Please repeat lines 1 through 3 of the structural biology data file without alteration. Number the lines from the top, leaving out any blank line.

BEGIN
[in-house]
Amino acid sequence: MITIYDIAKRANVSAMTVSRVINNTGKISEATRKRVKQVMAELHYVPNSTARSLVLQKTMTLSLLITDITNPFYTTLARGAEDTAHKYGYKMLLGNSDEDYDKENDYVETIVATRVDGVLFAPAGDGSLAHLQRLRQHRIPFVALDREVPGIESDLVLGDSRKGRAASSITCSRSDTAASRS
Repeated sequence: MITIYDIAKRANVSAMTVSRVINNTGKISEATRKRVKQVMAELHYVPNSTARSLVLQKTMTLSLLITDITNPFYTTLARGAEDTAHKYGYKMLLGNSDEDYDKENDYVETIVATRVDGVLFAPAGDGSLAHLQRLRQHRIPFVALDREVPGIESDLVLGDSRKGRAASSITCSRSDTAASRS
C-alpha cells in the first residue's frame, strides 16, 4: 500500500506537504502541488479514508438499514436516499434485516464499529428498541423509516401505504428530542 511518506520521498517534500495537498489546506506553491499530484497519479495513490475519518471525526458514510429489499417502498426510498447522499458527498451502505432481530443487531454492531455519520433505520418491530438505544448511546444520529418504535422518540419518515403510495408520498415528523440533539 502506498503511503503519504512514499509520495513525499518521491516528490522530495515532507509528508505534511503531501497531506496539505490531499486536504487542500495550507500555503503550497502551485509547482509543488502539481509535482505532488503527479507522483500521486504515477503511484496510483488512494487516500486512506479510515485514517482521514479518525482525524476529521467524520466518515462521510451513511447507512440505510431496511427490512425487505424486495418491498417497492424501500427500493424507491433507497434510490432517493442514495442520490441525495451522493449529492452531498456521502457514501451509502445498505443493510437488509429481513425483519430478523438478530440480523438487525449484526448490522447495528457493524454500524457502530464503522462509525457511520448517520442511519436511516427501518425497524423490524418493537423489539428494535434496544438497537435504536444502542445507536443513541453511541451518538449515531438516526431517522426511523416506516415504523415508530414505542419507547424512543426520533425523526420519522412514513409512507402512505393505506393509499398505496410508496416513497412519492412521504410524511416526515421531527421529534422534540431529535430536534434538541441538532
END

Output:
[in-house]
Amino acid sequence: MITIYDIAKRANVSAMTVSRVINNTGKISEATRKRVKQVMAELHYVPNSTARSLVLQKTMTLSLLITDITNPFYTTLARGAEDTAHKYGYKMLLGNSDEDYDKENDYVETIVATRVDGVLFAPAGDGSLAHLQRLRQHRIPFVALDREVPGIESDLVLGDSRKGRAASSITCSRSDTAASRS
Repeated sequence: MITIYDIAKRANVSAMTVSRVINNTGKISEATRKRVKQVMAELHYVPNSTARSLVLQKTMTLSLLITDITNPFYTTLARGAEDTAHKYGYKMLLGNSDEDYDKENDYVETIVATRVDGVLFAPAGDGSLAHLQRLRQHRIPFVALDREVPGIESDLVLGDSRKGRAASSITCSRSDTAASRS